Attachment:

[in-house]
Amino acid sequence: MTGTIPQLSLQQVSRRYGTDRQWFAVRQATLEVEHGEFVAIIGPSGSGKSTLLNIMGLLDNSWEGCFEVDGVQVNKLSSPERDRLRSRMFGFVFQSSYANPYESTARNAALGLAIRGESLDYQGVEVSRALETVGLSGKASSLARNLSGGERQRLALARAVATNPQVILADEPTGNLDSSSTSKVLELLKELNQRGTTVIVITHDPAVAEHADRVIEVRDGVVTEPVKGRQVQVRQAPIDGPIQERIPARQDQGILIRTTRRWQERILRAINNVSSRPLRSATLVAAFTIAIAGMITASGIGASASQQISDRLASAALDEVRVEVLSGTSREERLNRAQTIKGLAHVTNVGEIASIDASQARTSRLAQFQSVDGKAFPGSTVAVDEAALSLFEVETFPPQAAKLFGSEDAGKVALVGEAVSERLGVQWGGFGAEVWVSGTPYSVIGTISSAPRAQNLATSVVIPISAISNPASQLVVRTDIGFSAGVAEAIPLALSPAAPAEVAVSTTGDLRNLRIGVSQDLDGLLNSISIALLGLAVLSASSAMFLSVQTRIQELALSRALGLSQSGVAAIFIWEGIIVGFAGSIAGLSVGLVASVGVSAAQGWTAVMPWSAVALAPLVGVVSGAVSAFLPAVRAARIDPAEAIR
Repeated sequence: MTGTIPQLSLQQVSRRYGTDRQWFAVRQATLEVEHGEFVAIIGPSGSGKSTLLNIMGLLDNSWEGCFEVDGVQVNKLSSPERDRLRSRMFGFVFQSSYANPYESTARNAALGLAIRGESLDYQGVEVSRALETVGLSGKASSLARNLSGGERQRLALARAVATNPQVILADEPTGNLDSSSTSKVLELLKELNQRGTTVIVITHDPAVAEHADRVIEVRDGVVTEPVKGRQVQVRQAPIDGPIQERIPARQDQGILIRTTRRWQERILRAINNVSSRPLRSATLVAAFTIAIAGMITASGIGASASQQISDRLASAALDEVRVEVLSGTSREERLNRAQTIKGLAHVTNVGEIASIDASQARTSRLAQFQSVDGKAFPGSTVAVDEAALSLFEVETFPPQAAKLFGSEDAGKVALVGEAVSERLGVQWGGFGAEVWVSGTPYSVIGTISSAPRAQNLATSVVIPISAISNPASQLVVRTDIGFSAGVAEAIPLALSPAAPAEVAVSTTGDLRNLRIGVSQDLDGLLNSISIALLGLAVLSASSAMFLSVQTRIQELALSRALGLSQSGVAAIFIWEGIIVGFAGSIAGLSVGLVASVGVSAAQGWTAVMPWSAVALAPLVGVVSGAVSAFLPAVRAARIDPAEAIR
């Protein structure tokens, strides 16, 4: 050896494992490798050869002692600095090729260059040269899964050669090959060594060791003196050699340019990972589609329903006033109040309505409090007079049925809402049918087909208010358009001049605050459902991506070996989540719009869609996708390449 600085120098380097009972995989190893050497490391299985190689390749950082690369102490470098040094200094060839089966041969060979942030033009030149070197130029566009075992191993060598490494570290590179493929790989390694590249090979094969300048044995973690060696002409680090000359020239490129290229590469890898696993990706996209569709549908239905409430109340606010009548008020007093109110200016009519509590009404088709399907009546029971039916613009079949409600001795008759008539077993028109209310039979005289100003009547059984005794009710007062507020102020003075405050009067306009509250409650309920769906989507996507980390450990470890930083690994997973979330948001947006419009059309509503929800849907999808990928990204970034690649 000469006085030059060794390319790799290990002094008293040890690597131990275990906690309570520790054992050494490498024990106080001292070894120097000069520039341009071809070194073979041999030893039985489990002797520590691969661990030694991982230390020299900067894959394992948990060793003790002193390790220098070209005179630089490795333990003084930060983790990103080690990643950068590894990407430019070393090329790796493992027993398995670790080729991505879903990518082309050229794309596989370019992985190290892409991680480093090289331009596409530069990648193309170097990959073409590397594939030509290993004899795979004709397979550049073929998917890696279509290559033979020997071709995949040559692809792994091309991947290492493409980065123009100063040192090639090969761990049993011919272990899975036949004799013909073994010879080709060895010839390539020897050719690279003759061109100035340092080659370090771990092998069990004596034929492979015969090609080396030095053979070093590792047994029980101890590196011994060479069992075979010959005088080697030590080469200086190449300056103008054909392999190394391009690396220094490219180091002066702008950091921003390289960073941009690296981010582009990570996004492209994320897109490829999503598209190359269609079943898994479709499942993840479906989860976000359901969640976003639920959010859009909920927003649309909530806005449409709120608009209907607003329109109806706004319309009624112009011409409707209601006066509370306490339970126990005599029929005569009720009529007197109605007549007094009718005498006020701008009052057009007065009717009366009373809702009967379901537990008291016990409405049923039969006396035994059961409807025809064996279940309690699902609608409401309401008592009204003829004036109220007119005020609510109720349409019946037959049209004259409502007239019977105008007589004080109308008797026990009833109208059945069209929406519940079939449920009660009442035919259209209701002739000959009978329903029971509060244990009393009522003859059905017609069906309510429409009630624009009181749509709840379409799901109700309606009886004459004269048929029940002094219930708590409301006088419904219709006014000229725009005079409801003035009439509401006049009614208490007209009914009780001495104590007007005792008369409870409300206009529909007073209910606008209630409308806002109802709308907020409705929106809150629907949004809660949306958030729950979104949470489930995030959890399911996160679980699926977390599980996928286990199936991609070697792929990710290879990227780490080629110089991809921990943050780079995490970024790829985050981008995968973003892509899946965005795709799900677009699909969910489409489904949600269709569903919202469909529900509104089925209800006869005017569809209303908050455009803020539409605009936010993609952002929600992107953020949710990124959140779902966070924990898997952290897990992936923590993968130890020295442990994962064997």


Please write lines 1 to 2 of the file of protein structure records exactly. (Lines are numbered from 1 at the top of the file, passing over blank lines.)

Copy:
[in-house]
Amino acid sequence: MTGTIPQLSLQQVSRRYGTDRQWFAVRQATLEVEHGEFVAIIGPSGSGKSTLLNIMGLLDNSWEGCFEVDGVQVNKLSSPERDRLRSRMFGFVFQSSYANPYESTARNAALGLAIRGESLDYQGVEVSRALETVGLSGKASSLARNLSGGERQRLALARAVATNPQVILADEPTGNLDSSSTSKVLELLKELNQRGTTVIVITHDPAVAEHADRVIEVRDGVVTEPVKGRQVQVRQAPIDGPIQERIPARQDQGILIRTTRRWQERILRAINNVSSRPLRSATLVAAFTIAIAGMITASGIGASASQQISDRLASAALDEVRVEVLSGTSREERLNRAQTIKGLAHVTNVGEIASIDASQARTSRLAQFQSVDGKAFPGSTVAVDEAALSLFEVETFPPQAAKLFGSEDAGKVALVGEAVSERLGVQWGGFGAEVWVSGTPYSVIGTISSAPRAQNLATSVVIPISAISNPASQLVVRTDIGFSAGVAEAIPLALSPAAPAEVAVSTTGDLRNLRIGVSQDLDGLLNSISIALLGLAVLSASSAMFLSVQTRIQELALSRALGLSQSGVAAIFIWEGIIVGFAGSIAGLSVGLVASVGVSAAQGWTAVMPWSAVALAPLVGVVSGAVSAFLPAVRAARIDPAEAIR